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 2013 Air Dam Replacement

I have had my 2013 Volt for a little over 2 months now and truly love it! One of the ways the drag through the air was reduced on the Volt was to make the front end quite low, and placing a flexible rubber type air dam to reduce the road clearance even more.  Probably the most annoying thing I have found about it is the way it scrapes the front air dam on my driveway as I enter and leave. This is not just a "kiss", but a several foot drag. If anyone is out walking their dog and are in sight of me, they stop, turn around, and stare to figure what the noise was, even if they are half a block away. I have read a lot of posts on the gm-volt.com forum about replacing the front air dam and decided that it's a must for me.  The replacement air dams that Chevy now sells are about two inches narrowerthan the original, meaning greater ground clearance.

This is what I am dealing with: The car driveway is quite steep and ends in a "Prescott curb"
(no cutouts for a driveway). The motorhome driveway is not as steep and doesn't drag at all.

I first contacted my local Chevy dealer and asked about the shorter air dam. He had no idea what I was talking about, but gave me a price when I gave him the part number. They wanted over $70 for the part (plus tax of course). I then went on Amazon and found a decent price, but with shipping (it didn't qualify for Prime) it was almost as much. Ebay to the rescue: I found a Chevy dealer in Illinois with a shipped price of $49.27 - no tax. I ordered it and received it in several days.

The front our our cars is pretty low and I'm pretty old! I decided to raise the front by driving up on a couple of leveling blocks I bought for my first motorhome. It worked like a charm, raising the front end over 5 inches.

My motorhome leveling blocks raised the front to a nice workable level.

In the short time I have had my car, I guess I never got down and inspected my air dam, it was in terrible shape! There were a couple of tears in the center piece along with a lot of abrasion, and one of my side pieces had a tear about 90% through it. I also saw what several members have been saying about the tabs. Both of mine were out. It only took about 5 minutes to remove the old dam using a 7 mm socket on an electric screwdriver.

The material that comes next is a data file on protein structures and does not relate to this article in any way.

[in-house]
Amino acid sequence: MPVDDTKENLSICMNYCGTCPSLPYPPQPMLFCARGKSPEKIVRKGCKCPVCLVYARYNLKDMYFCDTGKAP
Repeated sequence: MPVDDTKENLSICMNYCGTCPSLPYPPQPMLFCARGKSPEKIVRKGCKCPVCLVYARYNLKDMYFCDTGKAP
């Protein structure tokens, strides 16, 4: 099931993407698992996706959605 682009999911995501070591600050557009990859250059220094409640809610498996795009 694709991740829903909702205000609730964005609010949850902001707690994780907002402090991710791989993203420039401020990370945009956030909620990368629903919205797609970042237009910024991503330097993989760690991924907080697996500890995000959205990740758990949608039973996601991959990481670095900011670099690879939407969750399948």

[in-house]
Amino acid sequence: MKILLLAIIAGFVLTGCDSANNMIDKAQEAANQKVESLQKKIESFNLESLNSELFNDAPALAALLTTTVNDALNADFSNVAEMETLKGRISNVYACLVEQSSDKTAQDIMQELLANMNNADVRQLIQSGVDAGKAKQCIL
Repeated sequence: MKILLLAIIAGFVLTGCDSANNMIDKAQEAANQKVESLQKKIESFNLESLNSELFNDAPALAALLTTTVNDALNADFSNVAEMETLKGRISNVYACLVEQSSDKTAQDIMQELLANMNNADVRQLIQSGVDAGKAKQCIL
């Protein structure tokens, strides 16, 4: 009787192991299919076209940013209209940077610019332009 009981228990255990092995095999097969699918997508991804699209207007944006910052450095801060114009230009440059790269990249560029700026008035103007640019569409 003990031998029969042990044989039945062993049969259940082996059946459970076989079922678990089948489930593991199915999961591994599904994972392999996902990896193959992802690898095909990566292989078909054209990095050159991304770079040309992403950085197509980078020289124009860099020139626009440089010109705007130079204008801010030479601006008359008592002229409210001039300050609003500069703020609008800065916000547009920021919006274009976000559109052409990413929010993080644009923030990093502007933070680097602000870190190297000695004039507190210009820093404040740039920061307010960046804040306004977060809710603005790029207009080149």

This was my first closeup view of my air dam.

This is both the new and the old dams. You can see the tears in the old one.

It took about ten minutes to install the new ones - except for the last screw- the very end one on the driver's side: I thought I lined everything up correctly and put the screw in. I started all the screws using a 7 mm nutdriver, only using the electric driver after it started. This screw just didn't feel right, it was spongy and didn't tighten up. Using a small mirror and flashlight, I could see the screw came through alongside the tinnerman nut. Further examination showed that eveything lined up OK except the nut which was on a separate body piece. After much frustration and several failed tries, I discovered I could press the nut back into alignment by pressing on the bottom of the fender well, pressing it forward. On my next try, the screw entered the nut and tightened properly. I double checked the same screw on the passenger side, but it was properly engaged.

Now came the real test: I backed the car out into the street and it still hit. This time, however, it was just a very brief, momentary scuff, unlike the several second drag with the original one, also I gave it the worst case trial by backing straight out of the driveway.  I then found out that by starting my turn a bit early, there was no contact at all.

Here is the new dam fully installed and the car back on the ground.


R. S. Mason 1/8/17